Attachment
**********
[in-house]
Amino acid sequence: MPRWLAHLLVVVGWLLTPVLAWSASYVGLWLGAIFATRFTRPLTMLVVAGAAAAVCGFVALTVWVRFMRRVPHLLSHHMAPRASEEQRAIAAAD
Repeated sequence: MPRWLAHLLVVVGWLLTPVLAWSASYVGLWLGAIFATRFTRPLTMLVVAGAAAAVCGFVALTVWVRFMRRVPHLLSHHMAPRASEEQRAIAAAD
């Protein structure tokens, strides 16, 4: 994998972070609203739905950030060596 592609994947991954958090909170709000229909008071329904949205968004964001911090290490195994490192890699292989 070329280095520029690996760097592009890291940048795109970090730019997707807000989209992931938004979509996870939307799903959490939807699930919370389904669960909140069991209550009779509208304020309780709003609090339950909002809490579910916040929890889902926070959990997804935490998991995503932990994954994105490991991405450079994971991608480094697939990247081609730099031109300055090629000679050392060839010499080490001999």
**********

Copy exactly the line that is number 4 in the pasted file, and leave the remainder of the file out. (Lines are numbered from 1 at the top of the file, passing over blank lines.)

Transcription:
């Protein structure tokens, strides 16, 4: 994998972070609203739905950030060596 592609994947991954958090909170709000229909008071329904949205968004964001911090290490195994490192890699292989 070329280095520029690996760097592009890291940048795109970090730019997707807000989209992931938004979509996870939307799903959490939807699930919370389904669960909140069991209550009779509208304020309780709003609090339950909002809490579910916040929890889902926070959990997804935490998991995503932990994954994105490991991405450079994971991608480094697939990247081609730099031109300055090629000679050392060839010499080490001999």